Guarding the Churches

Guarding the Churches
Robert Wurtz II

Now I beseech you, brethren, mark them which cause divisions and offences contrary to the doctrine which ye have learned; and avoid them. For they that are such serve not our Lord Jesus Christ, but their own belly; and by good words and fair speeches deceive the hearts of the simple. (Romans 16:17, 18) 

Paul employs a familiar verb to solicit action from the Romans when he writes, I beseech you.” This is the Greek word parakaleo and in this context means to call to ones side to urge them to action. It is a sincere and earnest plea to do what is written next, mark them which cause divisions and offences contrary to the doctrine which ye have learned; and avoid them. Obviously, the Christians to whom this epistle is addressed, were unified in believing and acting upon the teachings they had received. However, Paul warns them that some people will not accept the form of Christianity he teaches, and will therefore lead people astray with fair speeches that deceive simple-minded folks. These people are not serving Christ, but their “own belly.” That is to say, they are as the sons of Eli in the Old Testament who abused their priestly position in ministry, using it for their own belly — rather than regarding God’s purposes. (See 1 Samuel 2:1ff)

Paul is writing the Romans and urging them in the strongest of terms to avoid a similar situation as to what happened with the House of Eli. These men in 1 Samuel 2 were charged to do the service of the Jehovah (YHWH), but they high-handily abused their position to the point that God warned Eli of coming judgment. Nevertheless, because he honored his sons more than God, he never stopped them and the bad behavior continued. What were they doing? They were walking contrary to the doctrine that they had received. God had given Israel the Law along with specific instructions for the priests. In spite of that, they were fornicators and gluttons. Scripture refers to them as children of the Devil, even though they were functioning as God’s servants. 

Paul knew that people who behave badly have to be dealt with in decisive ways. The challenge is found in getting Christians to take Paul’s words seriously and actually do what he is saying. I am convinced that a great amount of trouble that exists in the churches of God today is the consequence of not taking warnings and directives like this one Romans 16:17,18 seriously. There have always been people who creep in unawares to being divisions and offenses contrary to what God’s word teaches. It was in Eli’s House in the Old Testament and later Paul warned the elders at Ephesus of similar patterns. What are we to do?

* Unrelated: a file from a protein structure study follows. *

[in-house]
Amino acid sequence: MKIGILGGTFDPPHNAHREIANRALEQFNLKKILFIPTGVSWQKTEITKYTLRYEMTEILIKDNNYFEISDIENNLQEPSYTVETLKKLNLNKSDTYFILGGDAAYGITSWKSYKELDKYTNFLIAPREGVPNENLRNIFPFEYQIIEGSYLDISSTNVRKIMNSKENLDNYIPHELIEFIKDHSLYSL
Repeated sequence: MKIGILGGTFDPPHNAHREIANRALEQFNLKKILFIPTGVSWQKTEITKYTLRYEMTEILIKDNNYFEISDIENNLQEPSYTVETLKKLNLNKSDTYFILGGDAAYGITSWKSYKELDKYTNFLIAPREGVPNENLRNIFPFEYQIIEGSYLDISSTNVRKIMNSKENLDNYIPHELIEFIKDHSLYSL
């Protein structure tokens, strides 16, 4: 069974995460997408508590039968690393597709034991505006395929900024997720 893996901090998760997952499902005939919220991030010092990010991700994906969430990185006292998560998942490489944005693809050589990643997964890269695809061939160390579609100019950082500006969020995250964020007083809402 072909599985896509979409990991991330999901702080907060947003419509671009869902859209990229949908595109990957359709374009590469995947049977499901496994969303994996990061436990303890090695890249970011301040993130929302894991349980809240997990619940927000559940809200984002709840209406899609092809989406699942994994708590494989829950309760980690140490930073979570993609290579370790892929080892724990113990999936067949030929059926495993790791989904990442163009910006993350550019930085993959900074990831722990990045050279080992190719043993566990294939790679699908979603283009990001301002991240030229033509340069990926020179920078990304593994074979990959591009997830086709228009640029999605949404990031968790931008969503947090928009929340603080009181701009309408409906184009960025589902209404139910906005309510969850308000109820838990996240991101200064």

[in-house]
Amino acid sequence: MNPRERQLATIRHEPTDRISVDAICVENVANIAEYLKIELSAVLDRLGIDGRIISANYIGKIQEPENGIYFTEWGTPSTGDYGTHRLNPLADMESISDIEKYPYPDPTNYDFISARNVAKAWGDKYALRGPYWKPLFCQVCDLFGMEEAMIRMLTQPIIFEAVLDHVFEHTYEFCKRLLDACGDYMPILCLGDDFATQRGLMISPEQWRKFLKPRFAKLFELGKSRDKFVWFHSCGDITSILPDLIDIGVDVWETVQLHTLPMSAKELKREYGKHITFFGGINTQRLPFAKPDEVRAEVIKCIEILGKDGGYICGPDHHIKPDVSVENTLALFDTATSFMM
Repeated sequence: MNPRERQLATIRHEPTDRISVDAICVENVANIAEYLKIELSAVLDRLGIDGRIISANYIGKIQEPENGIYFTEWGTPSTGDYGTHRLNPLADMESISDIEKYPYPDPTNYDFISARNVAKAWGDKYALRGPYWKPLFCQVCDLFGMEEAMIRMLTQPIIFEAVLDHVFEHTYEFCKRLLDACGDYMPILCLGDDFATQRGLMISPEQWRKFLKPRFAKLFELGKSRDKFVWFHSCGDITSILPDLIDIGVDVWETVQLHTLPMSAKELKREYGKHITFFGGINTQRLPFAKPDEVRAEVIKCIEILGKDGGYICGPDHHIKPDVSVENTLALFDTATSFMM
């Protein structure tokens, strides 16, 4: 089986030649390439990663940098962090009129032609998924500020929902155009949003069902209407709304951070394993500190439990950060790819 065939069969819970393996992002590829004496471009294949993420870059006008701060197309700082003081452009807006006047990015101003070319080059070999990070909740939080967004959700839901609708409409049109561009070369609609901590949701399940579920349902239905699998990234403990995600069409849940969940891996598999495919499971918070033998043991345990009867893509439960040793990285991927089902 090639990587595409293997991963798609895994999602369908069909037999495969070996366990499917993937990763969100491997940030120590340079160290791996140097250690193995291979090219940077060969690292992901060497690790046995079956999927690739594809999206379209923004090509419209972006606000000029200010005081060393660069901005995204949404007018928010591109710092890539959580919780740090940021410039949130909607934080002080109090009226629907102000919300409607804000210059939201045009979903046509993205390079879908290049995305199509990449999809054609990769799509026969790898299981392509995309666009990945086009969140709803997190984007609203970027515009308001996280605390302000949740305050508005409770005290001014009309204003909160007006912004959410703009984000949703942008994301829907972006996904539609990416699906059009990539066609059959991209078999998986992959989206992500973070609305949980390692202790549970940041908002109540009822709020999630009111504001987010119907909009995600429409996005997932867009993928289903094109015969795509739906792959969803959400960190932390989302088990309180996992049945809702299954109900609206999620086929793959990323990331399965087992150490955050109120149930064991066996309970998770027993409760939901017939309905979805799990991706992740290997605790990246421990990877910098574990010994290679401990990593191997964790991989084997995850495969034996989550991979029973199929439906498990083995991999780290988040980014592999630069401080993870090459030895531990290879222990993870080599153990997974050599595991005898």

Serious moral failings such as were found in the House of Eli are to be dealt with by the churches in accordance with Paul’s teachings to the Corinthians. Fornicators and such must be removed from ministry and put out of fellowship if necessary in order to see repentance. In extreme cases the church is to turn the person over to Satan for the destruction of the flesh until they truly repent (emphasis on truly). Otherwise, a fornicator will destroy a church. No doubt many of churches have been split because leaders failed to deal properly with a fornicator. Indeed, the “spirit of Eli” has wrecked many harvest fields. Nevertheless, God is not mocked, and will hold the leaders who have allowed this to happen accountable on judgment day. 

In the case presented in Romans 16, we do not have a directive to turn the offenders over to Satan or any such thing. This could be because the offender is being harbored and protected by some church. This makes for quite a dilemma. Sadly, it happens all too often in modern times. Offenders don’t usually stay in the church they divided with their bad behavior, they move someplace else. Some go from church to church wreaking havoc and leaving a trail of stumbled souls all over the place. 

What can we do in such situations? Paul told us to mark them and avoid them. Marking them according to A.T. Robertson means “to keep an eye on them so as to avoid them.” Our Greek word for avoid according to Vincent is better translated as “turn aside.” When you see them, go the other direction. Have no fellowship with them whatsoever. Do not bid them godspeed with your presence. In other words, give no one the impression that you are in agreement with them. If you are a minister, don’t share the platform with them. Vincent continues, “Not only keep out of their way, but remove yourself from them if you fall in with them.” 



This is Paul’s plea for dealing with those who profess Christ, but cause divisions and offences contrary to the doctrine which ye have learned. Bad behavior cannot merely be ignored. Sometimes offenders will find refuge with people they have charmed with their good words and fair speeches. Charm is the ability to make a person like you. It is not a spiritual gift, but a potentially dangerous character trait. People who are charmed by bad people often hang around with them — overlooking their behavior until it’s too late. eventually something awful happens and the churches of God are damaged. This is why Paul says, I beseech you, brethren, mark them which cause divisions and offences contrary to the doctrine which ye have learned; and avoid them. He is concerned more about the safety of the churches than maintaining friendships. He was no Eli and this is no small directive. We do well in this crisis hour to heed Paul’s words and take them as seriously as “thou shalt not murder.” This would position us as God’s people to protect as many of the flock as possible from the destruction divisions and offences cause     

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